Living in two worlds is not always easy. At worst we can feel confused, muddled and unsure of our identity. The danger is that we end up with a mish-mash, a sort of Franglais which no-one but ourselves can understand. Or we opt for one world, one language to dominate the other, to adopt the vernacular of the streets, and then speak our native tongue only when the relatives come to stay. By staying bi-lingual, however, there is the possibility of finding and playing in the spaces between thoughts and images held within a vivid and living repertoire of theoretical concepts.

(Morgan 2010, p. 37)

All Jungian Schools of thought, of course, also include the invaluable concept of the Shadow. As Warren Colman points out in his paper ‘The analyst in action’:

Although, in theory, the psyche is a self-regulating system, in practice it is subject to chaos, disorder and conflict just as the body is subject to disease. When the self is unable to contain the internal tension and the opposites come apart, the primitive energies of the self can be monumentally destructive and disintegrative.

(Colman 2010, p. 290)

These ‘monumentally destructive and disintegrative forces’ will emerge in the report of interactions with figures in the patient's daily life, but it is when they appear in the relationship between the analytic pair that they are most powerfully experienced and available in a bare, unfiltered, untranslated form for exploration and transformation. I do not espouse an attitude that considers that only the here-and-now transference interpretation is of value, and write elsewhere of the limitations of this approach (Morgan 2010. pp. 33–49), but I do believe we fail our patients if we are not forever keeping at least one eye out for where the more shameful aspects of the psyche peep out into the conscious interaction between these two consenting adults, the analyst and the analysand.

As I have suggested, optimum psychic health entails a free flow, a fluidity along the vertical axis of the individual psyche where semi-permeable membranes differentiate between the levels of conscious ego, personal unconscious and collective unconscious. I have a trust that the archetypal aspects of the Self continue to work to bring about an internal transformation and we must be careful not to block or corrupt such forces through an over rigid and over reductive approach. However, the various forms of defences and psychopathology serve to dam the current and deaden the aliveness of the potentially creative psyche. Much of the analytic work requiring the attention of the analyst's conscious ego concerns the details of the rigid dark places that imprison the individual, holding them captive in tedious repetition and mournful echo.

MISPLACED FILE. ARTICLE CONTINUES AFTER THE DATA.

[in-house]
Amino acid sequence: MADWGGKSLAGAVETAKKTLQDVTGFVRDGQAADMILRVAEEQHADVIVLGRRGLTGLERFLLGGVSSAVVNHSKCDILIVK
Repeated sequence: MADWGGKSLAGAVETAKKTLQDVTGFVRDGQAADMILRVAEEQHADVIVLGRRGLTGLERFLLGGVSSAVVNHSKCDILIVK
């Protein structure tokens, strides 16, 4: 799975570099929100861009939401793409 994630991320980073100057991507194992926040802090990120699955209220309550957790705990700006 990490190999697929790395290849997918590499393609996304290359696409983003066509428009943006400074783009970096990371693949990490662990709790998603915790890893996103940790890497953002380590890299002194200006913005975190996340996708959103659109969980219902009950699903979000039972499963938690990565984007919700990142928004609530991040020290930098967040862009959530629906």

Recognizing the impact such blockages have on the present relationship with and to the analyst sheds light on them, making possible a freer movement of energy and a sense of new-found aliveness. ‘Freedom from’ the darker pathological aspects of ourselves takes us out into the daylight, in order that we might have ‘freedom to’ express and articulate the Self.

Jan Wiener describes the importance of the ‘both, and’ perspective as follows:

patients need the kind of relationship with their analysts that provides constant attention to process, including the transference, so that the archetypal energy necessary for development can be harnessed in the relationship. It is within the framework of an authentic relationship with the analyst's ‘unspeakably tender hand’[quoting Rilke] that new images are likely to surface when the unconscious eventually facilitates an internal capacity to make meaning.

(Wiener 2009, p. 103)

The Cage

  1. Top of page
  2. T A
  3. Introduction
  4. The benign and the malign aspects of the unconscious
  5. The Cage
  6. Faith and trust
  7. Edith
  8. Inside the cage
  9. Signing the painting
  10. References

If the objective is freedom, it does seem odd that the very first instruction the poem sets us is to paint a cage. According to the Zen teacher, this is exactly what we need to do each time we sit to meditate. Each time we turn up at our cushion, we should be ready to enter the cage and pull the door shut behind us. And then we can relax. This willing commitment decides the debate about whether to be there or not and we can get on with the difficult business of just breathing.